Bishop Tebartz-van Elst: By making clear what is distinctive about Christian marriage and family life: as a sacrament, the love and faithfulness of the spouses is a sign of God's lasting love and faithfulness to us human beings. The openness to offspring, the possibility of giving life to children, is also something essential for Christian marriage and family. In it, marriages and families experience a gain, they experience connectedness, reliability and unconditional solidarity. We cannot do without all these aspects from our conviction of faith. I see it as a task of the Catholic Church to justify these convictions again and again, so that they become comprehensible and understandable, also through convincing examples and testimonies of successful Christian marriage and family.
Interviewer: You just spoke of openness to offspring. But there are also opposite-sex married couples who deliberately exclude it. What is the Catholic position on this?
Bishop Tebartz-van Elst: Openness to offspring is already something intrinsic to a sacramental marriage and family. There are a great many marriages that suffer because they cannot have children. Nevertheless, marriage in itself also has a high value as a testimony to lifelong fidelity. In their testimony, they are also a great wealth for the church and society, that goes without saying. Openness to offspring, the "yes" to life, passing on life, is what our society depends on.
Interviewer: On the Catholic side, there are also differentiated views: Cardinal Woelki of Berlin and the late Cardinal Martini of Milan once said that at least fidelity in same-sex partnerships should be valued. Would this not be a first breaking up of hardened fronts??
Bishop Tebartz-van Elst: Where people take responsibility for each other in emergency situations, in illness or other situations of weakness, this represents a very high value that must not be denied. However, this must not lead to a confusion with what we understand as the original, proper and essential nature of marriage and the family. Fidelity always has a high value, yet it is important to us as the Catholic Church that there is no confusion with marriage in its sacramental meaning.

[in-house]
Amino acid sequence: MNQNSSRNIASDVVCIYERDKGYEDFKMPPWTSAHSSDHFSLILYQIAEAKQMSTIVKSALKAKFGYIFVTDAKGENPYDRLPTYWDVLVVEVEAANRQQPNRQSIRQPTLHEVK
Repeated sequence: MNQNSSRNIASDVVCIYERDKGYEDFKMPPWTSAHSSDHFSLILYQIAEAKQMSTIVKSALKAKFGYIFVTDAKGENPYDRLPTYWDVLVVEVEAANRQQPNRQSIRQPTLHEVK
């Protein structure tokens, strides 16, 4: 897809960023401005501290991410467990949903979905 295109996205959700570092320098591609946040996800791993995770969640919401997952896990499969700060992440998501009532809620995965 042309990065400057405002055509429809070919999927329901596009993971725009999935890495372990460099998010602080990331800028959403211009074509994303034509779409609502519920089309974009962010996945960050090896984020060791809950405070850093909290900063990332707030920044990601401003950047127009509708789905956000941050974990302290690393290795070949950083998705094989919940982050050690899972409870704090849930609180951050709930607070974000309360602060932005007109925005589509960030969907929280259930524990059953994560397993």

Interviewer: Nikolaus Schneider expects criticism of the paper, but warns not to raise these ies too high with regard to ecumenical relations. How do you see the future of ecumenical work between the Protestant and Catholic churches in Germany??
Bishop Tebartz-van Elst: It is important and has proven itself that we are regularly in conversation with each other – even where there are controversial convictions. I am concerned to see how we have already, years ago, z.B. have no longer reached common positions on bioethical challenges. We seem to be coming together less and less on essential ies on which the witness of Christians is needed in our society. I think it is important that we are talking about this, but I would also like us to be closer in terms of content. Just the biblically attested value of lifelong faithfulness in marriage and family should receive a higher appreciation.
The interview was conducted by Jan Hendrik Stens.